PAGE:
10. October 2014 · Comments Off on Getting Wild About Harrys | 1930 #TWIMFbH · Categories: 2014 · Tags: , , , , , , , , ,

Michigan Purdue

For tomorrow’s evening affair, a trip back to 1930, a season that started with a double-header(!) in front of only 13,000 fans but was notable nonetheless.  In that year coach Harry Kipke got things working and started a string of 4 consecutive conference crowns.   October 11, 1930 was week 3 when his Wolverines faced defending league champ Purdue.  This game also marked the debut start of would-be superstar quarterback Harry Newman.  Check it out:

You can catch all of the This Week in Michigan Football History clips here…And don’t forget to catch it live Saturday on the KeyBank Countdown to kick-off on WTKA 1050AM or inside the Bud Light Victors Lounge starting at 3pm.


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Harry Kipke is an interesting figure in Michigan Football Lore. He started with his days as an All-American for Fielding Yost in the early 1920s. To this day Kipke remains one of the greatest punters in to ever lace them up in Ann Arbor, and he shined when punting played a much more strategic role in the game.

After his play days the Lansing native took up coaching, including a brief stint leading Michigan Agricultural College in 1928…but just one year into his tenure in East Lansing Yost lured him back to coach the Wolverines.

He got situated with a subpar season in 1929, but entering 1930 Kipke had built a solid foundation that was ready to bring titles and glory to Ann Arbor.

In those days football was understandably a lower priority for most folks, as in 1930 the country was in the grips of the Great Depression.

For the athletic department, getting fans through the Big House gates was a struggle.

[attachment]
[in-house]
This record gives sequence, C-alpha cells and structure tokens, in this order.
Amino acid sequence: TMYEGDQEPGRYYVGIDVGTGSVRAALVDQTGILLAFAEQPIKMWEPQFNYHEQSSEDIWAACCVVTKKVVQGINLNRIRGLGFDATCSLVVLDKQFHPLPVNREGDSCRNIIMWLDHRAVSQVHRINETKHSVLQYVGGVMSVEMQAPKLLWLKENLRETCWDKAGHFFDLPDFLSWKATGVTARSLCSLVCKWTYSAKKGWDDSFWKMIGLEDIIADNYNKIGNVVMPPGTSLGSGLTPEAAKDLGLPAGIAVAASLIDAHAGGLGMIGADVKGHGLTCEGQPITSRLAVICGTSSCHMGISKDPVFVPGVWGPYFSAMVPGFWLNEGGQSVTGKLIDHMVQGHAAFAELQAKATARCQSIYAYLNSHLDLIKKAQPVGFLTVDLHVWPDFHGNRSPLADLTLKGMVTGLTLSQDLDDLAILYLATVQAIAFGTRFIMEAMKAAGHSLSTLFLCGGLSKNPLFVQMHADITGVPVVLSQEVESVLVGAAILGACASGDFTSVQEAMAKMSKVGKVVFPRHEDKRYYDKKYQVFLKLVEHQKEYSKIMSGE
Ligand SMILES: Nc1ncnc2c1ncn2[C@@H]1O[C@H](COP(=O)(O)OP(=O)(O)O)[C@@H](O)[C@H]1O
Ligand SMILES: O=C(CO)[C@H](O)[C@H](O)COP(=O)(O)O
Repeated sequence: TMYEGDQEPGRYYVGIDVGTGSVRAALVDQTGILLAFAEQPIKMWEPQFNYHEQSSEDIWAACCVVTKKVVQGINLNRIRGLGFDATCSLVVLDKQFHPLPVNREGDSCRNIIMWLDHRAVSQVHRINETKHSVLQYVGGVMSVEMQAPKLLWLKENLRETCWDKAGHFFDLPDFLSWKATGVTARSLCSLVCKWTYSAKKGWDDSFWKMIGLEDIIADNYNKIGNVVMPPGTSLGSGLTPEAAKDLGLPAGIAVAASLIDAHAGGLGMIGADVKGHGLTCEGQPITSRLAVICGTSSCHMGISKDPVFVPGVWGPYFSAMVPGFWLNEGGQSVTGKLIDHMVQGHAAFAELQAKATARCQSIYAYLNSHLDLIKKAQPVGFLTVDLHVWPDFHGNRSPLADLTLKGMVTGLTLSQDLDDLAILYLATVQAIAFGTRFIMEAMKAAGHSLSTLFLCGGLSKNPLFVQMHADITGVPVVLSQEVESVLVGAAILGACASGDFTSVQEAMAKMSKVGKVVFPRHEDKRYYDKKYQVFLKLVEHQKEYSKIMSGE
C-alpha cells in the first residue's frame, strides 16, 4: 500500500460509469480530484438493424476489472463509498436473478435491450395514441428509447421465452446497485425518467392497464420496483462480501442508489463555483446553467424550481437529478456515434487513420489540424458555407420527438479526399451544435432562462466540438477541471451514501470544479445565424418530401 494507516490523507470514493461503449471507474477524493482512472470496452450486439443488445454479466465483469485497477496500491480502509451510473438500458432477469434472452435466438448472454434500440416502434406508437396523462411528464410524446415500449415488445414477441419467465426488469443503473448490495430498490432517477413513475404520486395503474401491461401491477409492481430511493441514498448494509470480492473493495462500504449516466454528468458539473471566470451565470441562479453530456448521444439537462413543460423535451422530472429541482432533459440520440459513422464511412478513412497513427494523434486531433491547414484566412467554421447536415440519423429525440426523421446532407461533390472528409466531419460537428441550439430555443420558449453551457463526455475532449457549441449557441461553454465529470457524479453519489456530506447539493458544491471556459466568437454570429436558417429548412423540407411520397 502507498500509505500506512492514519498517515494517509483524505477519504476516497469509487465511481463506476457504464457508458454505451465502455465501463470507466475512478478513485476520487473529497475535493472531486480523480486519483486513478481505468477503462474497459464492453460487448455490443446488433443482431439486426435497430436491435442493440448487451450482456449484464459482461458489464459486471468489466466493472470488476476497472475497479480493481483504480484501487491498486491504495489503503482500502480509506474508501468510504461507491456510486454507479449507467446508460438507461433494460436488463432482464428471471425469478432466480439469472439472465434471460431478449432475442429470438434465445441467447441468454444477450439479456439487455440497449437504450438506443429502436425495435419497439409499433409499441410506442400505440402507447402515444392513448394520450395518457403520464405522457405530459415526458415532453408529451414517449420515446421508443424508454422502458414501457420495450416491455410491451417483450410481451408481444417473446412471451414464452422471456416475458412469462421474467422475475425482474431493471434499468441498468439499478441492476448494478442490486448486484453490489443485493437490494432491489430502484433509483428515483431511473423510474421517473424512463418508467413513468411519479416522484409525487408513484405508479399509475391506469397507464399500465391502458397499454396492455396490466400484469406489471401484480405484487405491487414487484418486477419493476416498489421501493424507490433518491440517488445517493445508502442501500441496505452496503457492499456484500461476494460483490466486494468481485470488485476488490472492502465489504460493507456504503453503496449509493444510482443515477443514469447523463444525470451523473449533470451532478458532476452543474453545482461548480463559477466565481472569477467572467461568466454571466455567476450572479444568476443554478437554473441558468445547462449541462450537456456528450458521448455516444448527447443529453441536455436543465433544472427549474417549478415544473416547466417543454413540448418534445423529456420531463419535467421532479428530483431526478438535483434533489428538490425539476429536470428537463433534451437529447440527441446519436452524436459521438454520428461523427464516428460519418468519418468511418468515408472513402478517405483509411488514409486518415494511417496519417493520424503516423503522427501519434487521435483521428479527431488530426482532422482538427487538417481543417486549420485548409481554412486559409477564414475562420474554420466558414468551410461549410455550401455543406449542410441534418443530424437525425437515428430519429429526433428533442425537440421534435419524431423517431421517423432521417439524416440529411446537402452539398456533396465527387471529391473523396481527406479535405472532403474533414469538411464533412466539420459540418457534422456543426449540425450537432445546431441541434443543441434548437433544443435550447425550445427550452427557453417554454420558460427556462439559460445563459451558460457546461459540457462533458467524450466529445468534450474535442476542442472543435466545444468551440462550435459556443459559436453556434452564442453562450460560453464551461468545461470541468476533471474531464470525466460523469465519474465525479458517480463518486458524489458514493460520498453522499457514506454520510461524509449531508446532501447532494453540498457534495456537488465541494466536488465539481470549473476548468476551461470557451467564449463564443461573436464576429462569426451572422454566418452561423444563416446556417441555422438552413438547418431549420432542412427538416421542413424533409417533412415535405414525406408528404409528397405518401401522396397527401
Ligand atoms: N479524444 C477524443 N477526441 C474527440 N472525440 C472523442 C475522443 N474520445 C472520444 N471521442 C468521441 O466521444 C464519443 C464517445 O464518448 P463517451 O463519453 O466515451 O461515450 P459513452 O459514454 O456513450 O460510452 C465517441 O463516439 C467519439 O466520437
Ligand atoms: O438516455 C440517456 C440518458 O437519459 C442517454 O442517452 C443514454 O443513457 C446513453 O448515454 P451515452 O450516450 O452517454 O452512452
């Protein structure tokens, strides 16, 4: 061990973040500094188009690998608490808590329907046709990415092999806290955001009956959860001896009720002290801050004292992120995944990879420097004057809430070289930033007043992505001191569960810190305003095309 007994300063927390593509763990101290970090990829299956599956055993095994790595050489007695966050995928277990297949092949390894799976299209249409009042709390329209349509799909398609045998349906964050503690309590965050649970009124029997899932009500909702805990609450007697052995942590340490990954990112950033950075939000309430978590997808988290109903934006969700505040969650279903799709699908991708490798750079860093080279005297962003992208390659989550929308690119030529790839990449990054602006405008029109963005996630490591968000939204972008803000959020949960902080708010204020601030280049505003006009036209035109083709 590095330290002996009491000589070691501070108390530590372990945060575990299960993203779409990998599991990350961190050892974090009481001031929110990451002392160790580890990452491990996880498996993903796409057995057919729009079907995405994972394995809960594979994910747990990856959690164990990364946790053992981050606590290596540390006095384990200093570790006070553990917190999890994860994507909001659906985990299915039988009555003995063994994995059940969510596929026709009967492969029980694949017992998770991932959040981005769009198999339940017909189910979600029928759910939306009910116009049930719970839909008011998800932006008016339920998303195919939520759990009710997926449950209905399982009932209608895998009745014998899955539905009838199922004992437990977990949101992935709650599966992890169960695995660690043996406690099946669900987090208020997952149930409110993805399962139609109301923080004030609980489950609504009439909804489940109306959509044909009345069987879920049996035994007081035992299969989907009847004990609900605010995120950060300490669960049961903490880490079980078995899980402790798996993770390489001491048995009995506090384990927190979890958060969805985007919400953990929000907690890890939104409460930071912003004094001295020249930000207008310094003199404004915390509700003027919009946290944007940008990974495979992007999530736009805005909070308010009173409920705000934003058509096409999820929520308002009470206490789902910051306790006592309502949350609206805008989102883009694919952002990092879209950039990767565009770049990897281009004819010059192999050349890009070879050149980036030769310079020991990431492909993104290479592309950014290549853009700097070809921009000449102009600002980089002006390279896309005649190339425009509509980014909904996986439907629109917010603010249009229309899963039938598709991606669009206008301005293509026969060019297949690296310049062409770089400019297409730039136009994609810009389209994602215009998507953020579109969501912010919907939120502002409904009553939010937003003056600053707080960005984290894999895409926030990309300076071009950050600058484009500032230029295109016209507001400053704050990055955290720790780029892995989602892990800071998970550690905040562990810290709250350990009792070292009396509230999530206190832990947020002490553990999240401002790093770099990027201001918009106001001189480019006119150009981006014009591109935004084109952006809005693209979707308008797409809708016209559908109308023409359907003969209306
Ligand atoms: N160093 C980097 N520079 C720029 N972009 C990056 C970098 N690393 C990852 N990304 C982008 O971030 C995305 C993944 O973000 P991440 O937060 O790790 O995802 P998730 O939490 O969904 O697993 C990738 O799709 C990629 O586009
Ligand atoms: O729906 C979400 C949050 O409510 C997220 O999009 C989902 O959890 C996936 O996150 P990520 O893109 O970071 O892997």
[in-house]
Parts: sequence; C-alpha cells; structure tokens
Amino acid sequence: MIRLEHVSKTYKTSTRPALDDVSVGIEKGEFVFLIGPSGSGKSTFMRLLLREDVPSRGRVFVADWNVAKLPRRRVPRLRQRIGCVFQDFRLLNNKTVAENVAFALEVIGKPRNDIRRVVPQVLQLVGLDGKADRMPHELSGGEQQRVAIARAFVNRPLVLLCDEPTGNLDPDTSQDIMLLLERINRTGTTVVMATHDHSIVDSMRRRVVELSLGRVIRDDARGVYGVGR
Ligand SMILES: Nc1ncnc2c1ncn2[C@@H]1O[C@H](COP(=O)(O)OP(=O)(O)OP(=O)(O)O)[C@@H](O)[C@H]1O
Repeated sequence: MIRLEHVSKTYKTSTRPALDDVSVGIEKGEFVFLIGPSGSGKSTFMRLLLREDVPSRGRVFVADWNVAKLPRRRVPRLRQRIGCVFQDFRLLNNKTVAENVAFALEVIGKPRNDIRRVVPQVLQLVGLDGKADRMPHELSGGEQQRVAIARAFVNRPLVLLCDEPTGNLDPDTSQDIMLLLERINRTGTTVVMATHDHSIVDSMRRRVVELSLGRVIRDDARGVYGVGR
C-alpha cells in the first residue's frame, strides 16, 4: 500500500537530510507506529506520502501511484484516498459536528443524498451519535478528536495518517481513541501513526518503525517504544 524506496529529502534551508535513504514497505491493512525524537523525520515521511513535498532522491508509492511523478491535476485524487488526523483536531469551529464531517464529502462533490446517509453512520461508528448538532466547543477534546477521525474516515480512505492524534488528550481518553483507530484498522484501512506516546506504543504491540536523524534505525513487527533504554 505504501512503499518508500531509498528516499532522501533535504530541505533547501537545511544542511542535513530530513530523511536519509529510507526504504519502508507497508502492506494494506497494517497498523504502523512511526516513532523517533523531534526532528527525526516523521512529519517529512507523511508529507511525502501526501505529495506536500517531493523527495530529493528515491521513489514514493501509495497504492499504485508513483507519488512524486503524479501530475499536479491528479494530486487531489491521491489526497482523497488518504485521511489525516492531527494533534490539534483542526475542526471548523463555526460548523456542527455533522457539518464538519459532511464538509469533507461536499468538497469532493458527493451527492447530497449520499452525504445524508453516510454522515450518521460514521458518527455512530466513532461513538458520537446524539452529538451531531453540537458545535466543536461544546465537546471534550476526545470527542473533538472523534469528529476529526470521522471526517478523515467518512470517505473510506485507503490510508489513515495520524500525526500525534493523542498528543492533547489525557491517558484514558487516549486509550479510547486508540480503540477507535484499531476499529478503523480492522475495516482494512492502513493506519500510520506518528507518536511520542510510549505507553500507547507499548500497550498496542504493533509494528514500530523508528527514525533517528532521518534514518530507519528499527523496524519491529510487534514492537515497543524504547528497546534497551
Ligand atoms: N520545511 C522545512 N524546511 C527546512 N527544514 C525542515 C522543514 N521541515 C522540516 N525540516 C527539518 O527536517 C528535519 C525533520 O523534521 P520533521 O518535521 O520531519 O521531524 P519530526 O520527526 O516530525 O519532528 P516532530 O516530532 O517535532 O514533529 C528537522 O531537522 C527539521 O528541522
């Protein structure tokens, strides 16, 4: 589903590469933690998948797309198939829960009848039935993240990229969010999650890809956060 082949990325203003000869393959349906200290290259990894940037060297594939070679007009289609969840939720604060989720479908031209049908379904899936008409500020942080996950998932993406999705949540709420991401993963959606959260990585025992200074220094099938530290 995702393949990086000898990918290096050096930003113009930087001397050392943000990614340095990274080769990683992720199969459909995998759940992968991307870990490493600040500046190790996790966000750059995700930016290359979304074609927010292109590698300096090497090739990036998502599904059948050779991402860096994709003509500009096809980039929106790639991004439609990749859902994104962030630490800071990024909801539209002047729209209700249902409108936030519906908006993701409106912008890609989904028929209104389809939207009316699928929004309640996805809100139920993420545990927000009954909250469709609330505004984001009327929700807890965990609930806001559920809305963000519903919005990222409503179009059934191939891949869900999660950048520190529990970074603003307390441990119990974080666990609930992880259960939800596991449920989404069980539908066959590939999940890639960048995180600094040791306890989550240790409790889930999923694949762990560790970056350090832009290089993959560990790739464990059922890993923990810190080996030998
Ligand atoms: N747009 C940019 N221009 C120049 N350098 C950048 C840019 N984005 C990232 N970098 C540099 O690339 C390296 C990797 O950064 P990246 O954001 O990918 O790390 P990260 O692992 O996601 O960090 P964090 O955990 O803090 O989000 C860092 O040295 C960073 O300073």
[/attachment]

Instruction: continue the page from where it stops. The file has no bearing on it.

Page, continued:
But they tried—and they mixed in a few gimmicks. While No Coke Zero was exchanged, but they did schedule a double header to start the 1930 season.

That’s right – Michigan played both Denison and Michigan Normal (aka Eastern Michigan) in back-to-back games on the same afternoon to open the schedule. The good news is that Kipke earned two wins on the same day with a pair of shutouts. The bad news is that fewer than 13,000 fans bothered to show for the afternoon double dip. And yes, that includes the scores of tickets the Athletic Department handed out for free to area high schools.

Fast forward a couple weeks later to October 11, 1930 as Kipke led his men against defending league champion Purdue in front around 40 thousand fans. Notably this was the first career start for talented quarterback Harry Newman, who had to rally the Wolverines after Purdue tallied two scores to go up 13-0 in the first quarter. But rally Harry did – to the tune of a two touchdowns, and just as importantly, 2 extra points by Newman himself–to propel Meechigan to a 14-13 win.

Kipke found his quarterback, and the Wolverines rolled through the remaining schedule, finished 1930 unbeaten and earned a conference title. More importantly, that season sparked a stretch that put the Wolverines on top of the college football world with four straight league crowns from 1930 to 1933, including a pair of national championships.

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